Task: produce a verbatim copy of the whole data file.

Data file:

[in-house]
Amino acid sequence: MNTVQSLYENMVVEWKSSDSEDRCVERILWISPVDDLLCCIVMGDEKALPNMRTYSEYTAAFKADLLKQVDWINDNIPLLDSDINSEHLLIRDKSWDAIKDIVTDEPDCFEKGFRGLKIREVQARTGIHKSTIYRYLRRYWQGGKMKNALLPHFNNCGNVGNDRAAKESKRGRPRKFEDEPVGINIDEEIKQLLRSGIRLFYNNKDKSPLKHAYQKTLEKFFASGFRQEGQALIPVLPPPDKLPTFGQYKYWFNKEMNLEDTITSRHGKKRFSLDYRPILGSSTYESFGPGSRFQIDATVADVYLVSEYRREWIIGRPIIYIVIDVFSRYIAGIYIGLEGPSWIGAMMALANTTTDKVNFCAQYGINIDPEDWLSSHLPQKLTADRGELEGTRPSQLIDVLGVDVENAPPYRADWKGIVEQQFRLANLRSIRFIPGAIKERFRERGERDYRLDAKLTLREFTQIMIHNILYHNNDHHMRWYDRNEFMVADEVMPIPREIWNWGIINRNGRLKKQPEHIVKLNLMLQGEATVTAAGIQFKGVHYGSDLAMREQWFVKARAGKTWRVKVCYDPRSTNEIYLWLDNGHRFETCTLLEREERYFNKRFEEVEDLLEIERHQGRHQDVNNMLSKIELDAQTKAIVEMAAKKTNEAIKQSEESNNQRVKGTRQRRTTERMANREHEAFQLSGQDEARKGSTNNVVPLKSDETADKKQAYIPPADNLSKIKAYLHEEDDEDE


[in-house]
Amino acid sequence: MNTVQSLYENMVVEWKSSDSEDRCVERILWISPVDDLLCCIVMGDEKALPNMRTYSEYTAAFKADLLKQVDWINDNIPLLDSDINSEHLLIRDKSWDAIKDIVTDEPDCFEKGFRGLKIREVQARTGIHKSTIYRYLRRYWQGGKMKNALLPHFNNCGNVGNDRAAKESKRGRPRKFEDEPVGINIDEEIKQLLRSGIRLFYNNKDKSPLKHAYQKTLEKFFASGFRQEGQALIPVLPPPDKLPTFGQYKYWFNKEMNLEDTITSRHGKKRFSLDYRPILGSSTYESFGPGSRFQIDATVADVYLVSEYRREWIIGRPIIYIVIDVFSRYIAGIYIGLEGPSWIGAMMALANTTTDKVNFCAQYGINIDPEDWLSSHLPQKLTADRGELEGTRPSQLIDVLGVDVENAPPYRADWKGIVEQQFRLANLRSIRFIPGAIKERFRERGERDYRLDAKLTLREFTQIMIHNILYHNNDHHMRWYDRNEFMVADEVMPIPREIWNWGIINRNGRLKKQPEHIVKLNLMLQGEATVTAAGIQFKGVHYGSDLAMREQWFVKARAGKTWRVKVCYDPRSTNEIYLWLDNGHRFETCTLLEREERYFNKRFEEVEDLLEIERHQGRHQDVNNMLSKIELDAQTKAIVEMAAKKTNEAIKQSEESNNQRVKGTRQRRTTERMANREHEAFQLSGQDEARKGSTNNVVPLKSDETADKKQAYIPPADNLSKIKAYLHEEDDEDE